Despite the fact that there was both a Den that belonged to Teddy (EW’s husband) and a Library for Edith, the word at The Mount is that EW did not actually do her writing in the Library. (Our gal did most in her bed, papers flying!).
The Main Floor Gallery, which I profiled yesterday, leads directly into Teddy W’s Den.
The Den, where Teddy kept his office, was designed by Ogden Codman, Jr., EW’s co-writer on The Decoration of Houses. While the Den is not currently “decorated”, it does boast some exquisite plasterwork and a gorgeous marble fireplace with mirror and classically inspired overmantle. The doors on either side lead out to the terrace on the side of the house. The room is so bright and lovely! The door hardware was imported from France. Le sigh… C’est si joli, non ??
A note from Pres. Teddy Roosevelt to EW:
This is one of two original paintings installed over the doors in the Den depicting a satyr. Unfortunately, my photograph came out way more yellow than the actual walls and painting. You can actually see this painting reflected in the mirror over the fireplace.
Edith Wharton’s Library sits directly under her bedroom in the rear left corner of the house. She believed that the books in a library should be the primary focus and provide a decorative element and that the book cases should be recessed into the walls, not free standing. While she has been photographed at her writing table in the library, she was most likely to write in bed and use the library for study and entertaining close friends with readings. The most exciting part of this room is that her book collection was returned to The Mount in 2006. This was the one room that was roped off – no peeking through the books! When the house was decorated a few years ago, the library was done by Lady Henrietta Spencer-Churchill. The rendering in the Centennial Celebration program book shows a room with significantly more furniture, so it’s clear that much as been removed. Some of the pieces here may be hold-overs, however, I’m not really sure.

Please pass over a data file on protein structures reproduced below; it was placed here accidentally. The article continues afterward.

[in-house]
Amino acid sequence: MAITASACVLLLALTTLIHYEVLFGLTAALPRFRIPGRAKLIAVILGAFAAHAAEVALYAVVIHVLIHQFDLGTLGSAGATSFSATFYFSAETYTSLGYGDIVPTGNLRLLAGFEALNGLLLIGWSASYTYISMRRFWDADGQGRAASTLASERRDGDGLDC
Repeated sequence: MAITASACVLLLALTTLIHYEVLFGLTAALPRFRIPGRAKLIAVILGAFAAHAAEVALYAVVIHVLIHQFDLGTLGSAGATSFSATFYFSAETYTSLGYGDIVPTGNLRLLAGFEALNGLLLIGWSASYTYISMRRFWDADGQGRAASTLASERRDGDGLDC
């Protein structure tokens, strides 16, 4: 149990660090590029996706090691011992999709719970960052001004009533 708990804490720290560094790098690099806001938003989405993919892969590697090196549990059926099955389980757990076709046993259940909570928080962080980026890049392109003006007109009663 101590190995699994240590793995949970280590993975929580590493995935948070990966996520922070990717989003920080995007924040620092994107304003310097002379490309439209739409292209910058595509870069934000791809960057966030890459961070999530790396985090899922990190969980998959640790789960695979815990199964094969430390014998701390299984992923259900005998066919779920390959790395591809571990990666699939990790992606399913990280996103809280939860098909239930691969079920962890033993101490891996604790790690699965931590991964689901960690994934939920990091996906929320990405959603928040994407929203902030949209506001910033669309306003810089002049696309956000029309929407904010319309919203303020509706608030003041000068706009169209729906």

The Edith Wharton Organization, which manages The Mount, was facing foreclosure just a year ago. A bank restructuring and much needed donations has kept the doors open, but money is still needed to continue operations and much needed improvements. Please consider making a donation to this treasure of American Arts and Architecture.